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The Remarkable Story Of Somaliland
T he sorry state of Somalia has been regularly in the headlines in recent years. Reports have chronicled the rise to power in Mogadishu of a group of Muslim extremists calling themselves the Islamic Courts Union (ICU), their subsequent ejection by Ethiopian troops, and the repeated failures of peace conferences to reconcile the country's many factions. As media across the world also reported, the fighting and chaos in late 2006 and early 2007 even prompted U.S. military intervention.
The attention paid to the violent drama in the south of Somalia is perfectly understandable, but both the media and the international community are missing an equally important—and more peaceful—story in the north, where a remarkable political transformation is under way. Inattention to this northern success story is ironic given that it offers important lessons for the governments, scholars, and analysts who have made democratization the centerpiece of efforts to combat extremism in the Muslim world and to promote better governance in developing countries.
The Republic of Somaliland, the secessionist northwestern slice of Somalia that declared independence in 1991, has a far better democratic track record than any of its neighbors despite—or, perhaps, because of—a dearth of assistance from the international community. Abutting the Gulf of Aden just south of the Red Sea, across the water from Yemen and Saudi Arabia , and bordered by Ethiopia and the rest of Somalia , this strategically important territory is not even recognized by the international community but undoubtedly has the most democratic political system in the entire Horn of Africa. In contrast to the chaos and extremist threats that continue to plague much of the rest of Somalia—and unlike the authoritarian regimes that throng its neighborhood—Somaliland has held three consecutive competitive elections since its constitutional referendum in 2001, has a parliament controlled by opposition parties, and boasts a vibrant economy dominated by the private sector.
Somaliland has achieved these successes by constructing a set of governing bodies rooted in traditional Somali concepts of governance by consultation and consent. In contrast to most postcolonial states in Africa and the Middle East, Somaliland has had a chance to administer itself using customary norms, values, and relationships. In fact, its integration of traditional ways of governance within a modern state apparatus has helped it to achieve greater cohesion and legitimacy and—not coincidentally—create greater room for competitive elections and public criticism than exists in most similarly endowed territories. Far too many poor states are held back by administrative and political systems built separately from the societies that they are meant to serve, thus rendering those systems illegitimate, ripe for exploitation, and a major hindrance to democratization and development. Although Somaliland 's fledgling state institutions are still fragile and have many weaknesses, if properly nourished they can become robust champions of a democratic system that is actually reflective of and integrated into the society that it is meant to represent—giving the country a far better chance to develop toward greater freedom and prosperity in the years ahead.
Somaliland thus offers important lessons, both for its neighbors and for other postcolonial states in the Middle East and Africa . The success of its society-led, bottom-up process of democratization stands in sharp contrast to the repeated failure of international attempts to construct a Western-style state in the rest of Somalia—and calls into question the fundamental assumptions underlying the top-down, unitary state-building exercises so commonly attempted in fragile states.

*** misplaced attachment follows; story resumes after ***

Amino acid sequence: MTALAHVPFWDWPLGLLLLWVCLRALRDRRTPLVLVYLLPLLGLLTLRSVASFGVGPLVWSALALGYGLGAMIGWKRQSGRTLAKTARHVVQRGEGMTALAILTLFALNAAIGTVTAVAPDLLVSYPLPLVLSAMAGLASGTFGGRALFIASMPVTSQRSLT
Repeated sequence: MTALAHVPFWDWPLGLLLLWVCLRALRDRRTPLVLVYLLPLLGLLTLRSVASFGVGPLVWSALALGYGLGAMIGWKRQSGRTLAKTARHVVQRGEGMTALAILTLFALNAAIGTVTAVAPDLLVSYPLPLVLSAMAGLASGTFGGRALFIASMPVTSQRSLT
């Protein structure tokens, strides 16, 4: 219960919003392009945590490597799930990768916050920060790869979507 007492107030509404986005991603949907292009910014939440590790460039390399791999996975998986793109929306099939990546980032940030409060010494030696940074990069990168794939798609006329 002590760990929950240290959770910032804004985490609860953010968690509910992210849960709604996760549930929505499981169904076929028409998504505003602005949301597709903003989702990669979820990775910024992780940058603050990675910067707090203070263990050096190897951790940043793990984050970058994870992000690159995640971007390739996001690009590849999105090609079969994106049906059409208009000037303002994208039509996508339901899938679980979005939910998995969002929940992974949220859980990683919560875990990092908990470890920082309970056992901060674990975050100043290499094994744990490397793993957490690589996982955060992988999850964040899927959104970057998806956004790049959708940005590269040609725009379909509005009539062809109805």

“ The Very Definition of a Failed State ”
Somalia embodies one of postcolonial Africa 's worst mismatches between conventional state structures and indigenous institutions. Although a shared ethnicity, culture, language, and religion might seem to offer an excellent basis for a cohesive polity, in reality the Somali people are divided by clan affiliations, the single most important component of their identity. Traditional, customary methods of governance are ill suited to the centralized bureaucratic governing structures that colonizers and Westernized elites have repeatedly attempted to impose on the country. Those attempts have brought only chaos and conflict, creating what the Council on Foreign Relations has characterized as “the very definition of a failed state.”
Anthropologists typically describe traditional Somali society as stateless, characterized by a wide dispersion of power among clans and subclans. Somalis' long history as pastoral nomads has made them fiercely independent, but also well accustomed to a variety of democratic practices.
The Somali population (some 13 to 14 million people, including those now living in neighboring states) is divided into six major clans and a number of minority groups. Each of the clans consists of subclans that join or split in a fluid process of “constant decomposition and recomposition.” These “clan-states” typically work through a diffuse and decentralized decision-making process that culminates in a community meeting open to all adult males—a shir —at which major economic, political, and social policies are determined. These societal institutions, and the customary law ( xeer ) that governs behavior within the community, are deeply ingrained and function independently of modern state structures. Although Islam plays a major role in the lives of a socially conservative people, it is subordinate or complementary to clannism in shaping their outlook.